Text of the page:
I don't want to quote the entire discussion here, but the page clearly states that subsonic clouds may be amplified by the prandtl-glauert singularity, but will not be cleanly terminated (see this image [galleryoff...hanics.com] for reference). The sharply defined cone (which is, I believe, what the original question was about) only appears when transonic flow is in play. In this case, it is the shock wave that causes the clean termination of the cloud.

Re:How does it follow the jet? (2, Interesting)

Profane MuthaFucka (574406) | more than 7 years ago | (#16917016)

The temperature is directly related to pressure. The pressure changes very quickly, so the temperature changes just as quickly. The condensation of water into a cloud is directly related to the temperature and the pressure. If you have the right conditions, it's going to be a cloud. The time it takes for the water vapor to condense into a cloud is related to the speed of the molecules of water vapor. They're moving pretty fast. So quickly that the 700MPH jet is practically standing still by comparison.

So, ultimately the answer to why the water vapor condenses and evaporates so quickly is because that's how fast that process happens. You just never think about it as a fast process because every day process of producing water vapor clouds, such as boiling water, are limited by the slow pace of thermodynamic conduction of heat into the water.

Re:How does it follow the jet? (4, Interesting)

Tmack (593755) | more than 7 years ago | (#16917124)

How can the air so quickly return to the state that it was in so as to immediately absorb (I don't know the proper term) the condensation?

Thermodynamics... Pressure, Temperature and Volume are all related. Sound is nothing more than pressure waves, and the aircraft moving through the air at close to Mach speeds will create very interesting pressure waves around it, that can extend quite far from the craft itself. Since the source of the pressure wave is the aircraft itself, and moving at close to the speed of sound (speed that pressure waves propagate), the pressure wave will become a standing wave with respect to the aircraft. As substances compress (increase pressure in the same volume), thermodynamics regulates that temperature will rise, and as they expand (pressure drops), temperature will drop. These same principals are what cause your Air conditioner and refrigerator to work. The atmosphere also has what is known as the dew point, which simply stated, is the temperature that a cloud of condensation will form. When the ground temperature is at the dew point, you get fog. It is a temperature based on pressure and humidity. Since the aircraft causes radical changes in temperature and pressure, if you get the right combination of conditions, the aircraft's movement through the air can cause a local zone of air that will hit the dew point and create the cloud. It is when it hits this point that the cloud will magically appear. The thermal "momentum" for the change is dictated by the specific heat of the air, and the heat of vaporization for the water in the air at the location (amount of energy needed to change its temp, and energy required to change phases of the water). Since the energy is being provided by the aircraft, there is no shortage, and it is powerful enough to drive these changes very quickly, which is why it appears and disappears so fast.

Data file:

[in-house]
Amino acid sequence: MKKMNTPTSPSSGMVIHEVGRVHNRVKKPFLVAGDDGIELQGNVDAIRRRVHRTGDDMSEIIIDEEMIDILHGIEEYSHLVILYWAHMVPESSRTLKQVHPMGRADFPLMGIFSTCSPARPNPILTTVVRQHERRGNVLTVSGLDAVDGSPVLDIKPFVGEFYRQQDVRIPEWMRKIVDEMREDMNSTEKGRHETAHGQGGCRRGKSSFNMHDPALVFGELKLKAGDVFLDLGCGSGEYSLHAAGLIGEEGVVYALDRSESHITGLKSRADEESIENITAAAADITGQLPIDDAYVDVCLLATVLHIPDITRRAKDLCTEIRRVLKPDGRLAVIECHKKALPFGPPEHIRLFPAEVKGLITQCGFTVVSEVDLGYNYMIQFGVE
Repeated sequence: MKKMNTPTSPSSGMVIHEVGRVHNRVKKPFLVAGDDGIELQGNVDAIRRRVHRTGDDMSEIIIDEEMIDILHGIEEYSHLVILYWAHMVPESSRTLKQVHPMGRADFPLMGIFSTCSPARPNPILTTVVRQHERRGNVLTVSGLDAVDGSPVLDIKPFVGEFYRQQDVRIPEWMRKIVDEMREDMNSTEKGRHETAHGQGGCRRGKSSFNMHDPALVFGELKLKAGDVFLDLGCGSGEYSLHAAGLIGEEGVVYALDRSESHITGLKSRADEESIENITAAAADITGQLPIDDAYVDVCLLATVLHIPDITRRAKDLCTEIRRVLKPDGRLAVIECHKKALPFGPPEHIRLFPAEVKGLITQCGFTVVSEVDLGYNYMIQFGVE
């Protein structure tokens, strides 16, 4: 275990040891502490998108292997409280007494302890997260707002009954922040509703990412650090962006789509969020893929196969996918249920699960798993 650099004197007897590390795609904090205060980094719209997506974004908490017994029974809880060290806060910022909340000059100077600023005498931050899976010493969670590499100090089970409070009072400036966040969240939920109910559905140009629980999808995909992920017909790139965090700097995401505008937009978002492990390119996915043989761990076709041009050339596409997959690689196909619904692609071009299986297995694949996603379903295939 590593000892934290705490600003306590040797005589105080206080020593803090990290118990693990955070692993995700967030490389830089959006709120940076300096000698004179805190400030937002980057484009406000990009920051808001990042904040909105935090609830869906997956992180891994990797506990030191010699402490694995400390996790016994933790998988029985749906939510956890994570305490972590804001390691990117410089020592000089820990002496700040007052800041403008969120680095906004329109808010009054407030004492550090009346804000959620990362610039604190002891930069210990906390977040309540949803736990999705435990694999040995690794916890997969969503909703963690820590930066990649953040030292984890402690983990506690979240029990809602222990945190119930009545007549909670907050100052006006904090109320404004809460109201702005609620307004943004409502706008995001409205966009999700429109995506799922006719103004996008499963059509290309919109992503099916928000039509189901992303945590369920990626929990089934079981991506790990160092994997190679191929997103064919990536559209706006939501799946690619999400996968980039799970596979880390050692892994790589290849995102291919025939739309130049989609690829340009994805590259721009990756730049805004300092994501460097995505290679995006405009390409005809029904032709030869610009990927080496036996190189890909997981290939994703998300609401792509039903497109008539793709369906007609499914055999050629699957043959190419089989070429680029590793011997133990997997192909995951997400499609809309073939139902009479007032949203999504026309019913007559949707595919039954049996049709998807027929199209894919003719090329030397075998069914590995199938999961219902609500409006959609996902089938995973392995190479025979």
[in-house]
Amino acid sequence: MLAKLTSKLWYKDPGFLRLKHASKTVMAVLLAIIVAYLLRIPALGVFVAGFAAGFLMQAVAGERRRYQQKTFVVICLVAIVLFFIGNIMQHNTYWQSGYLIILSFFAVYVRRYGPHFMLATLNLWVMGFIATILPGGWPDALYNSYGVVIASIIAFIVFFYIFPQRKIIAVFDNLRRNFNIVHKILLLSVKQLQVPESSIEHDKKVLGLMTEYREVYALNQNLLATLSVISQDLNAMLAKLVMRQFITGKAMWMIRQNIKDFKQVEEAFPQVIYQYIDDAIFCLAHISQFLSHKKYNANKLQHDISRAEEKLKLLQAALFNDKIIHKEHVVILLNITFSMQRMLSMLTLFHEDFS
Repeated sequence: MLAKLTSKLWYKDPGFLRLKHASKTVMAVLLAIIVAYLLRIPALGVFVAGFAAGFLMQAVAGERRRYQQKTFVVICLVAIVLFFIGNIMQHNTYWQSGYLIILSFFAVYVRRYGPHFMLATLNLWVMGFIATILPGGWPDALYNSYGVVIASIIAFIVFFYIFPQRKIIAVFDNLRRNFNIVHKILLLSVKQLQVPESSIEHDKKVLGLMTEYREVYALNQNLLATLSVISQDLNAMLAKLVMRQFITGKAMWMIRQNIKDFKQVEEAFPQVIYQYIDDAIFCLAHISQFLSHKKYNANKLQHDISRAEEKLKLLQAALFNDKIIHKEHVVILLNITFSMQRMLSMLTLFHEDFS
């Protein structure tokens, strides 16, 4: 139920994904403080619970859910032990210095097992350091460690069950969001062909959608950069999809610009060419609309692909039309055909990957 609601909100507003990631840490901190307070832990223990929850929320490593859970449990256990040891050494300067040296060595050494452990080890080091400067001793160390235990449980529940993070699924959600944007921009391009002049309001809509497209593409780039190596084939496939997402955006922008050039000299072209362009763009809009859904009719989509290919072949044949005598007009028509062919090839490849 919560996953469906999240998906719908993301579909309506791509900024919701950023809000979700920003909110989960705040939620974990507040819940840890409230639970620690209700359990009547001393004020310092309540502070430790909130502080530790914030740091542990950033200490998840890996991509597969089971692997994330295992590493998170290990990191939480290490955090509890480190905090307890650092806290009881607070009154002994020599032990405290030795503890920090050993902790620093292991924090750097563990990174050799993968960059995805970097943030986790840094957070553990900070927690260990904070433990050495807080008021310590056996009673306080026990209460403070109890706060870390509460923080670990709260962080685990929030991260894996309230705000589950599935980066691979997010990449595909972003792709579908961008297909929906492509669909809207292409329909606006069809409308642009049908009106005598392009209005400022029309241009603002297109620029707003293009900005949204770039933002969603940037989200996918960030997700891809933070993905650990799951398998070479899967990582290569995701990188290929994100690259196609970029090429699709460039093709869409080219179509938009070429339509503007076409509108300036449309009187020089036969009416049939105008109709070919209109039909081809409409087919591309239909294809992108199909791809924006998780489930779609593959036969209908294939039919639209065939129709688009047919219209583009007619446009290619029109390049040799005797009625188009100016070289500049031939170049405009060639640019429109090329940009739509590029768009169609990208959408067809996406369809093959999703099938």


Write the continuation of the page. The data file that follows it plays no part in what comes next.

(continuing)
Besides my contorted description here, the referenced articles do a decent job going into more detail. There are also some nice java applets that can visualized the pressure waves created at near-mach speeds to demonstrate why the shape of the cone is as large as it is (mainly due to the amplification predicted by the Prandtl-Glauert singularity equations). I tried looking for them but couldnt find the one I remember seeing before..

tm

Re:How does it follow the jet? (1, Interesting)

Anonymous Coward | more than 7 years ago | (#16922390)